Research project ContrastVal: Validation of mesopic and photopic contrast sensitivity tests with respect to night driving ability

Project No. FF-FP 0382


completed 05/2022


An intact mesopic vision and a normal sensitivity to glare are essential preconditions for safe driving at night. To test mesopic vision and glare sensitivity, test systems are used for whom it is unclear, if and how their results are related to night driving ability. Modern driving simulators are suitable to test general fitness to drive reliably and validly. However, the simulation of glare in the driving simulator is difficult and up to date there are no convincing solutions for it.

Aim of the project:

  • Investigating the agreement of contrast sensitivity (CS) measurements under clinical conditions and in a driving simulator
  • Analyzing the impact of motion and glare on contrast sensitivity under well standardized conditions in a nighttime driving simulator.


Subjects and methods: Fifteen ophthalmologically healthy subjects, median age 67.2 years participated in this study. Under clinical conditions high (HC-VA) and low (LC-VA), contrast visual acuity (VA) thresholds (adaptive BestPEST strategy) under photopic conditions were assessed by the Freiburg Visual Acuity Test (FrACT), presenting an eight-position LANDOLT C. CS was measured using eight-position LANDOLT Cs (VA level 0.1), presented in the OPTOVIST I with varying contrast levels without and with glare, using a three out of five criterion. Intraocular straylight perception was measured with the C-Quant. Semi-automated kinetic perimetry was used to assess individual halo size.

Within the driving simulator CS thresholds were assessed by presenting LANDOLT Cs comparable to the above mentioned clinical test procedure, using a conventional three out of five criterion, and alternatively, an adaptive BestPEST strategy under static and dynamic conditions, each without and with glare. During the dynamic test section, the subject had to maintain a (virtual) speed of 60 km/h on a country road. Two calibrated LED arrays, moved by cable robots, simulated glare conditions, corresponding to the trajectories and luminance characteristics of the (low beam) headlights of an approaching GOLF/RABBIT VII.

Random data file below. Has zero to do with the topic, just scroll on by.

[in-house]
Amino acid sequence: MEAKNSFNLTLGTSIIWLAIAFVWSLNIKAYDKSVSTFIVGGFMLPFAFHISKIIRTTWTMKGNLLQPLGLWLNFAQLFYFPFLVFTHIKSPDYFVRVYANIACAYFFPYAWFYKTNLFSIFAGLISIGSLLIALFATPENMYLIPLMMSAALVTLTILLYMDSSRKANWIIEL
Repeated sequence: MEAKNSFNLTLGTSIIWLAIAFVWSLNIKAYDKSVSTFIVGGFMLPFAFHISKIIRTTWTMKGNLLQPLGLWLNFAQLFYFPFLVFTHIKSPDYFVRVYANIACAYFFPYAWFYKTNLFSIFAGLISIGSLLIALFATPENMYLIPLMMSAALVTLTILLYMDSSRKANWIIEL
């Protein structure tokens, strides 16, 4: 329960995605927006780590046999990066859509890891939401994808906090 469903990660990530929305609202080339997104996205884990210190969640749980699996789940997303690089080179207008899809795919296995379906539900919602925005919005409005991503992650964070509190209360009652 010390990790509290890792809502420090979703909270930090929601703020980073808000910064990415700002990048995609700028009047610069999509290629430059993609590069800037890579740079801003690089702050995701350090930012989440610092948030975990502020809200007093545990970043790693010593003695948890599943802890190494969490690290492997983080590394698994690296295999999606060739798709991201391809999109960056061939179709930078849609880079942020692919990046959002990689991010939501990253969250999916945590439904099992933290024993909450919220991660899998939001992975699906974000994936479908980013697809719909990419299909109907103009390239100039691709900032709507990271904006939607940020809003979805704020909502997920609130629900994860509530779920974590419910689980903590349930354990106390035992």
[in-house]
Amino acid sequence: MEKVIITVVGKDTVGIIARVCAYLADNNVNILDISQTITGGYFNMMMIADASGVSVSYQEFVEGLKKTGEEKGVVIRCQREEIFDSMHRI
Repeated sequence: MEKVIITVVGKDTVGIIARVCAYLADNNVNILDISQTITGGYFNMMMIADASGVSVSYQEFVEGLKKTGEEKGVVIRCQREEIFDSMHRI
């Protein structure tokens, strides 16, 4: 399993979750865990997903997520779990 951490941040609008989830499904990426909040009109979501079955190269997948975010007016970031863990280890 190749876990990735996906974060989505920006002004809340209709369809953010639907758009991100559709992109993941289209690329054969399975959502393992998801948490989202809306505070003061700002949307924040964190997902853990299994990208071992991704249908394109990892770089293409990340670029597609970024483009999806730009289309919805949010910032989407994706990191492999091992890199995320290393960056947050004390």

Recognition distance under dynamic conditions was measured for three obstacles with predefined contrast levels: boar, grey man, black man.


Low contrast visual acuity was better correlated with all above-mentioned variables (exception: C-Quant) than high contrast visual acuity. The contrast sensitivity determined clinically on the OPTOVIST I device using a conventional threshold determination (3 of 5 criterion) correlated worse on the driving simulator (static conditions) with a contrast sensitivity threshold also determined conventionally than with an adaptively (BestPEST) determined logCS threshold. Under dynamic conditions in the driving simulator (also with adaptive threshold estimation), the correlation with OPTOVIST I results worsened compared to the static situation described above. Exposure to glare on the OPTOVIST I device decreased the median log contrast sensitivity results compared to the situation without glare. The median values of log CS were worse for the clinical measurements under static conditions (OPTOVIST I device without glare) than the comparable (static) measurements in the driving simulator.

The median hazard detection distancein the driving simulator under dynamic conditions (virtual speed of the ego-vehicle: 60 km/h) without glare was decreased. Related to the aforementioned reference value, additional glare led to a deterioration of hazard detection distance, too.

Conclusion: Photopic high-contrast visual acuity is a worse predictor of contrast sensitivity (log CS) and hazard detection distance (HDD) under nighttime conditions than photopic low contrast visual acuity. Correlation between log CS, assessed under clinical vs. driving simulator conditions, is good without glare and moderate with glare. In the driving simulator, dynamic conditions as well as glare reduce log CS and increase HDD, respectively, compared to a static reference situation. The correlation of the above-mentioned variables with the intraocular straylight perception (C-Quant) is poor.

Last Update:

14 Nov 2022


Financed by:
  • Deutsche Gesetzliche Unfallversicherung e. V. (DGUV)
Research institution(s):
  • Würzburger Institut für Verkehrswissenschaften (WIVW GmbH)
  • Hochschule für Technik und Wirtschaft Aalen
  • Hochschule Aalen
  • Steinbeis-Transferzentrum an der Hochschule Aalen

-cross sectoral-

Type of hazard:



prevention, traffic accidents

Description, key words:

night driving, mesopic Vision, driving Simulators, contrast sensivity test